I was ambivalent about Fringe during the first season when there were primarily stand-alone stories, but have grown to love the show as it got more into its mythology and a continuing story line. Friday’s episode brought about one major change as we saw in Reciprocity that Peter’s connection to the Doomsday Machine has also changed Peter. Finding that Peter was the one killing the shape shifters was a surprise. It was also amusing to see the effects of Walter injecting the chimpanzee DNA and I was happy to see some movement on Peter’s relationship with Olivia.Dumping a boyfriend because he had sex with your identical counterpart from an alternative universe is the lamest reason since Rachel dumping Ross for messing around when they were on a break.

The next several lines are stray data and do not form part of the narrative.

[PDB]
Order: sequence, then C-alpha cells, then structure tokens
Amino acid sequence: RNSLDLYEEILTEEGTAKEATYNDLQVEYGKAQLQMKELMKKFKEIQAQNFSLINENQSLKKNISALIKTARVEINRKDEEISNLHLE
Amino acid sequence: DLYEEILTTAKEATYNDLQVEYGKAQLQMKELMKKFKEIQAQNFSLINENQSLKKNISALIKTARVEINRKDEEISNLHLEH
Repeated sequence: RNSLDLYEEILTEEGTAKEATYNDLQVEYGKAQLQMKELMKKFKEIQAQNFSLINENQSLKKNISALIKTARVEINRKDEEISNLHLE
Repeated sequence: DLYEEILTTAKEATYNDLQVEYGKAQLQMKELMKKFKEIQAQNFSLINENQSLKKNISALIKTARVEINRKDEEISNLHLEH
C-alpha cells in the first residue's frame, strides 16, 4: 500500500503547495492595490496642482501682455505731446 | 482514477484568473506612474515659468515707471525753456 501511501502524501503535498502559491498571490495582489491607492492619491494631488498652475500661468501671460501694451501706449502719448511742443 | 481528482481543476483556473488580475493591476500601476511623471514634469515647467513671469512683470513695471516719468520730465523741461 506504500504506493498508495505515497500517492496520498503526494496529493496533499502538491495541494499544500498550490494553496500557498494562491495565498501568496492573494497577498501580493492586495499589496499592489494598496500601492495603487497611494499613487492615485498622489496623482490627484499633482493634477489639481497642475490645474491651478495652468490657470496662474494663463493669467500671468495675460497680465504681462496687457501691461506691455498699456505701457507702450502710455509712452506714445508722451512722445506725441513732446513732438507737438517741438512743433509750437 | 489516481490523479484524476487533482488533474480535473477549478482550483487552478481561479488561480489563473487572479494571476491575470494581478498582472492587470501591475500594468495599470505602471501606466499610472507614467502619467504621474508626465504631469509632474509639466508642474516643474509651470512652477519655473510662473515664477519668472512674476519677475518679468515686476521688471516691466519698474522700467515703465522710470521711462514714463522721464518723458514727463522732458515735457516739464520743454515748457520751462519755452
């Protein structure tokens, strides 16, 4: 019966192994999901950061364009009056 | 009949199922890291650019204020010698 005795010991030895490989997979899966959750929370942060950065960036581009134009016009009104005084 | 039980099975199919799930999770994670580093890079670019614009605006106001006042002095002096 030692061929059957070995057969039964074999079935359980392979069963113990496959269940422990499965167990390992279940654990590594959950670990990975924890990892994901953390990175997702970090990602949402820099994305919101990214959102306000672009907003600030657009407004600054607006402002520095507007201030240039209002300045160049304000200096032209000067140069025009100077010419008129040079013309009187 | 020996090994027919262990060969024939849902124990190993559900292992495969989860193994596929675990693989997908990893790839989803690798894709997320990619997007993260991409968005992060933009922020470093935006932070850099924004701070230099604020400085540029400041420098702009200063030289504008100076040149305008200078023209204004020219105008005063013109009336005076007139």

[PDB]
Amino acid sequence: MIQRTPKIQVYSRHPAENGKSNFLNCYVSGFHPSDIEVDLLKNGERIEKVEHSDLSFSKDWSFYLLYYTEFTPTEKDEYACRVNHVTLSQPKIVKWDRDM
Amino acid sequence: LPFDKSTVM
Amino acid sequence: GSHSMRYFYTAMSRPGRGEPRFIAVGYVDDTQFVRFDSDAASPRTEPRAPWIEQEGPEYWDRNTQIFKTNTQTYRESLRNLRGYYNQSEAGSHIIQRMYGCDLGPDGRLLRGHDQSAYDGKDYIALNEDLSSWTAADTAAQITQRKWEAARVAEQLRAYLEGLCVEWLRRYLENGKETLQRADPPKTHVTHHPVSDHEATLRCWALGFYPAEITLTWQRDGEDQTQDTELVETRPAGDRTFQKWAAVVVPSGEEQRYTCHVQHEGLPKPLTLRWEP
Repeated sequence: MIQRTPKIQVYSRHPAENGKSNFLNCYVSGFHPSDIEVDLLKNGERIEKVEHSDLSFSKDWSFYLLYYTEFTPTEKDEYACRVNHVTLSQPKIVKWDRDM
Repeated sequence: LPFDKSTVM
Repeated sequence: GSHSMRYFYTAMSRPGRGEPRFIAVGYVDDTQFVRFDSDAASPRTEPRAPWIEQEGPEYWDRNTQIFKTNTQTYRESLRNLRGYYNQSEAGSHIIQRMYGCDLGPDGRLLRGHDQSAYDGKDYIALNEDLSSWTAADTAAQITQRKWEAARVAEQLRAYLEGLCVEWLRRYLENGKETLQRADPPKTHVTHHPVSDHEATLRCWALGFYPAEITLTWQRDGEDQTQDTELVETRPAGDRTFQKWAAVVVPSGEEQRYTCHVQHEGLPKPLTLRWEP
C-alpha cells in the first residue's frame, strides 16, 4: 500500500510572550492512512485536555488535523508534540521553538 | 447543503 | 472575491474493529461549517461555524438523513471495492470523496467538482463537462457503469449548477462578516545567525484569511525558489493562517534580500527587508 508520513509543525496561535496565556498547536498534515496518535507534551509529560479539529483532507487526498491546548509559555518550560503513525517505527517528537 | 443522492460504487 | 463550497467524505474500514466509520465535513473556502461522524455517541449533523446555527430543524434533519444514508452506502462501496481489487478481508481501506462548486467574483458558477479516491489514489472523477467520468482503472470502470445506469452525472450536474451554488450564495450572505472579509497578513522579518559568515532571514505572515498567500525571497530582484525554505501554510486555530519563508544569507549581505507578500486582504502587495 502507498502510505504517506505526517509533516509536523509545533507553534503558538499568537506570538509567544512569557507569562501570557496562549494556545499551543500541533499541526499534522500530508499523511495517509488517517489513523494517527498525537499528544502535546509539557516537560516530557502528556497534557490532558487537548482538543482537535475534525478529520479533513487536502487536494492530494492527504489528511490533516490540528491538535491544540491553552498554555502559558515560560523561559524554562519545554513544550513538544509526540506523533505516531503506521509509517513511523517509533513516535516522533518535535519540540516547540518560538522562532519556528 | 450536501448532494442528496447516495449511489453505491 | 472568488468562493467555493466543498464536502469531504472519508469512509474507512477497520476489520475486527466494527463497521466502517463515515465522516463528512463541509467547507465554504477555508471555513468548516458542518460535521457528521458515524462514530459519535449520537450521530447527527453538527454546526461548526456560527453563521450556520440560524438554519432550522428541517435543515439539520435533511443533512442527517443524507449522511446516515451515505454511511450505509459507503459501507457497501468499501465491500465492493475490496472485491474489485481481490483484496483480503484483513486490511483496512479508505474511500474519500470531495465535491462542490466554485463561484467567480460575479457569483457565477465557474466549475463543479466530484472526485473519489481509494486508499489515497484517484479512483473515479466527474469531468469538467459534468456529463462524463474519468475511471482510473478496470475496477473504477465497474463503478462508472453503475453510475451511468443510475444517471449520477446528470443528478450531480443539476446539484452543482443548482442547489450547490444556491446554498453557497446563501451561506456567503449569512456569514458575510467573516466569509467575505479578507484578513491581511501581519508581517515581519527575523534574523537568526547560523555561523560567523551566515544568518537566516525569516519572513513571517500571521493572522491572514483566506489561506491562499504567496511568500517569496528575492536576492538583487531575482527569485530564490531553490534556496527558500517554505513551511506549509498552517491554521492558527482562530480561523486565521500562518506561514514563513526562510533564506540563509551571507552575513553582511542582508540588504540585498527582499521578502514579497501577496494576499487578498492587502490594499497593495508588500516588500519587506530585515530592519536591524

While an excellent episode, I do miss the alternative universe. We’ve been promised that the show will return there, and there was some more news on this last week. John Noble has hinted about his roles:
In a recent conference call, the actor told reporters that the brain-damaged scientist will begin to “put his life back together”.
“He finally comes to face up to his limitations, but also his strength,” said Noble. “[That is] more than enough to deal with the problems. It’s a wonderful journey for Walter this season and he gets to go through all the stages.”
Noble also promised that viewers will begin to see a more human side to Walter’s doppelganger, the sinister Walternate.
“You will learn more of what made Walternate what he is, and you will see some humanisation of the man behind that steel exterior,” he explained. “He has to make some difficult decisions. We’ve done some terrific things that don’t soften him, but help to understand that he is man, not a machine.”